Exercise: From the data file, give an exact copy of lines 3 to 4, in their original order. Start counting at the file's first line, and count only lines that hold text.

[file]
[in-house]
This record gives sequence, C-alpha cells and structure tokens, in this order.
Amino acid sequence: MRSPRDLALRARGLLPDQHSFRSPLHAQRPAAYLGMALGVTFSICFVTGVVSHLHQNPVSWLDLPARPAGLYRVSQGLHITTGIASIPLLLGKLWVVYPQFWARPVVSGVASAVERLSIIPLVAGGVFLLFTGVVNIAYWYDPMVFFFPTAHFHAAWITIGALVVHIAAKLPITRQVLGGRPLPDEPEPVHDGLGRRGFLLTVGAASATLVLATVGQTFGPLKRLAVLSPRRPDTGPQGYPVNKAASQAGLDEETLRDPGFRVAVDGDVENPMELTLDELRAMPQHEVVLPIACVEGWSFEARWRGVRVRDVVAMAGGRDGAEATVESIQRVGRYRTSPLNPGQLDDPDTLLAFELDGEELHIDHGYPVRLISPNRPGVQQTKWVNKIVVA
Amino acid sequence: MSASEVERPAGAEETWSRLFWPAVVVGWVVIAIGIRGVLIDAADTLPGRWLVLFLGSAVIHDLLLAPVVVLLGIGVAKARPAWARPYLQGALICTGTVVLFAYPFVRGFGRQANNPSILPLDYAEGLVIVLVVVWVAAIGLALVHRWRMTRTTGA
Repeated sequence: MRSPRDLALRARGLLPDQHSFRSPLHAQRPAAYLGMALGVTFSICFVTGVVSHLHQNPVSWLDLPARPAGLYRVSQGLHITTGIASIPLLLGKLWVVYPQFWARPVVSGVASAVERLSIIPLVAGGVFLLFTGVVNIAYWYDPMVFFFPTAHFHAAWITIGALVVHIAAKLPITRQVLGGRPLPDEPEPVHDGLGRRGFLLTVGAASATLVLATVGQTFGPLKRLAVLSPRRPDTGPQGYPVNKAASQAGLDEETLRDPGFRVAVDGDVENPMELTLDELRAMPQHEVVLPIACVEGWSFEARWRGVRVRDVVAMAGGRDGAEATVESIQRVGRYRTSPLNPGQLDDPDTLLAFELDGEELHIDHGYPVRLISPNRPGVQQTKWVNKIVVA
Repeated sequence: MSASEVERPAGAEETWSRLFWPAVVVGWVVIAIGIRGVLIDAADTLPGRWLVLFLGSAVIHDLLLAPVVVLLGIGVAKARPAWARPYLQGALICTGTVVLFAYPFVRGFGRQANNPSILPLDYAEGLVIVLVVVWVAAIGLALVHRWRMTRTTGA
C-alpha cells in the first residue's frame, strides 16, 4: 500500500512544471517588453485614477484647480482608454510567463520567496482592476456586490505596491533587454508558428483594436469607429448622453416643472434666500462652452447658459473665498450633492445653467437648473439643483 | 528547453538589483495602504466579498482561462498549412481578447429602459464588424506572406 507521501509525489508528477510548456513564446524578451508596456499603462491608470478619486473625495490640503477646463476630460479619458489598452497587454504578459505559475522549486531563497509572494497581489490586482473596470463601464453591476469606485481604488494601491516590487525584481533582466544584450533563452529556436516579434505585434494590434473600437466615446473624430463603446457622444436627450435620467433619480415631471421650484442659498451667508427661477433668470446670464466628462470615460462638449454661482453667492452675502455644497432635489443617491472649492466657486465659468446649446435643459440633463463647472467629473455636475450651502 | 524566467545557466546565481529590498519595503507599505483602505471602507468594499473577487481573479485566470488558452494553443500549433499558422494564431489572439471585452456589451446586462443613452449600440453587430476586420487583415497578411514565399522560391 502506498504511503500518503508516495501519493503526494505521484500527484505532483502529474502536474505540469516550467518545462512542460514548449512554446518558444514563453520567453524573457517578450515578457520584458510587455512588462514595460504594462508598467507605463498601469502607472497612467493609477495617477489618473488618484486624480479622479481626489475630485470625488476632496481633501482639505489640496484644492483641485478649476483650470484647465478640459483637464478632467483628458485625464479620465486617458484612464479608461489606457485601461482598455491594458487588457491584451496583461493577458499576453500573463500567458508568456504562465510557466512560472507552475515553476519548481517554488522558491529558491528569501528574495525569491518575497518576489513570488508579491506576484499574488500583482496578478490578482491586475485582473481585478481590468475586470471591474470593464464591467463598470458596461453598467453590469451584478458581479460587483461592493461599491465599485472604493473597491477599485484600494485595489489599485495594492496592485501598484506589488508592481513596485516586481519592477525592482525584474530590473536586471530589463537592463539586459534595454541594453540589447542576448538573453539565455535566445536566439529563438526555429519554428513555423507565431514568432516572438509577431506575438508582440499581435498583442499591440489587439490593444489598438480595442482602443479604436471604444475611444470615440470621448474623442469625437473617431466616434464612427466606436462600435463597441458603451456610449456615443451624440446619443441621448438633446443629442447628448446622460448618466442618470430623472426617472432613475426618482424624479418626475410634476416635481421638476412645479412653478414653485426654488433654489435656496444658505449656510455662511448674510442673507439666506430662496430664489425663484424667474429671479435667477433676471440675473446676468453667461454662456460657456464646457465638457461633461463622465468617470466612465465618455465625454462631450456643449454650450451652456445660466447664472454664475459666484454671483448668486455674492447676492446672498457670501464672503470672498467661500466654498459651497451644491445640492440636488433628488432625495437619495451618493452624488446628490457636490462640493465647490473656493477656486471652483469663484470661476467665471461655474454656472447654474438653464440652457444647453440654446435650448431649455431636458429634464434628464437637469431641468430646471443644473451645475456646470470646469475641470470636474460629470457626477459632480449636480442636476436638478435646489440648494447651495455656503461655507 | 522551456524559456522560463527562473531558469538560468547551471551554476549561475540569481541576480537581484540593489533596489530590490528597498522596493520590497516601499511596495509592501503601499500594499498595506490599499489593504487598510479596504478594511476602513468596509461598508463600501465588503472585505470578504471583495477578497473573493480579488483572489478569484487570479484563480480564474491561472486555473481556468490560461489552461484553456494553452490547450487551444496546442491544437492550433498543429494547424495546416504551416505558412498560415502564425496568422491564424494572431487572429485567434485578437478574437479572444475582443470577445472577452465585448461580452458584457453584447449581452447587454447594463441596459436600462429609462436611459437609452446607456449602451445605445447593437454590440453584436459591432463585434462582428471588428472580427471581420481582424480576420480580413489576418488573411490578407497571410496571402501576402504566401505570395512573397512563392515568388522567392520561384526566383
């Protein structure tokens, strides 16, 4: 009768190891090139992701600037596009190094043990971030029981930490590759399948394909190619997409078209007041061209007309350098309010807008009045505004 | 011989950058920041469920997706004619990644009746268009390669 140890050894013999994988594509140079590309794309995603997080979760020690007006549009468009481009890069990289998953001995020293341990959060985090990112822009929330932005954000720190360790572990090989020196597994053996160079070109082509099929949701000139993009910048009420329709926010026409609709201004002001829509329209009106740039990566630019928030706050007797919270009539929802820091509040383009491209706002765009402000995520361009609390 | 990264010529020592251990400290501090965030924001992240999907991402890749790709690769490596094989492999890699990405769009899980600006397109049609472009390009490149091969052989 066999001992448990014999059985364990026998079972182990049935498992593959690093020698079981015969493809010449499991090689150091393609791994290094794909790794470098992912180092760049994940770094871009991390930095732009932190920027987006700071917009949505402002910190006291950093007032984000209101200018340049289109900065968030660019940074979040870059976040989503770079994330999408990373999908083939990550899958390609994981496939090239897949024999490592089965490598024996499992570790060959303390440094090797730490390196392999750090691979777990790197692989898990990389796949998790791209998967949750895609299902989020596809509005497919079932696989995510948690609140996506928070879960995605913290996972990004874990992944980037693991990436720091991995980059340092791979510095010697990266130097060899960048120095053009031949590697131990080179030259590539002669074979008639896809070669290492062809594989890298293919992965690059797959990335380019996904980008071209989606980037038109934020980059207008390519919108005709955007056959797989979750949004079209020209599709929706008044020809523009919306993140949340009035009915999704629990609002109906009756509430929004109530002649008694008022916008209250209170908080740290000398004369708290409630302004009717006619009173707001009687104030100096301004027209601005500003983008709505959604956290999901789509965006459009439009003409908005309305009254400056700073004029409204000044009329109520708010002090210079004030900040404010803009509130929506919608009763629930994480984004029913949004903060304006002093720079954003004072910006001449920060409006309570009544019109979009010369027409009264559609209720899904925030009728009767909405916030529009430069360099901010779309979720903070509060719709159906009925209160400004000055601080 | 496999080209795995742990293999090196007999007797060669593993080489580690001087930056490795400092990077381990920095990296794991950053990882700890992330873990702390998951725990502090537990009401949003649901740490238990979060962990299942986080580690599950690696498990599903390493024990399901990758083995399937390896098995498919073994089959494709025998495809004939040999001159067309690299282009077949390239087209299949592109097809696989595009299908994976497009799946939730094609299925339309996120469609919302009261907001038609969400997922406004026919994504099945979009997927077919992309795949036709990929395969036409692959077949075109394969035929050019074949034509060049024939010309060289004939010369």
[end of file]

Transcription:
Amino acid sequence: MRSPRDLALRARGLLPDQHSFRSPLHAQRPAAYLGMALGVTFSICFVTGVVSHLHQNPVSWLDLPARPAGLYRVSQGLHITTGIASIPLLLGKLWVVYPQFWARPVVSGVASAVERLSIIPLVAGGVFLLFTGVVNIAYWYDPMVFFFPTAHFHAAWITIGALVVHIAAKLPITRQVLGGRPLPDEPEPVHDGLGRRGFLLTVGAASATLVLATVGQTFGPLKRLAVLSPRRPDTGPQGYPVNKAASQAGLDEETLRDPGFRVAVDGDVENPMELTLDELRAMPQHEVVLPIACVEGWSFEARWRGVRVRDVVAMAGGRDGAEATVESIQRVGRYRTSPLNPGQLDDPDTLLAFELDGEELHIDHGYPVRLISPNRPGVQQTKWVNKIVVA
Amino acid sequence: MSASEVERPAGAEETWSRLFWPAVVVGWVVIAIGIRGVLIDAADTLPGRWLVLFLGSAVIHDLLLAPVVVLLGIGVAKARPAWARPYLQGALICTGTVVLFAYPFVRGFGRQANNPSILPLDYAEGLVIVLVVVWVAAIGLALVHRWRMTRTTGA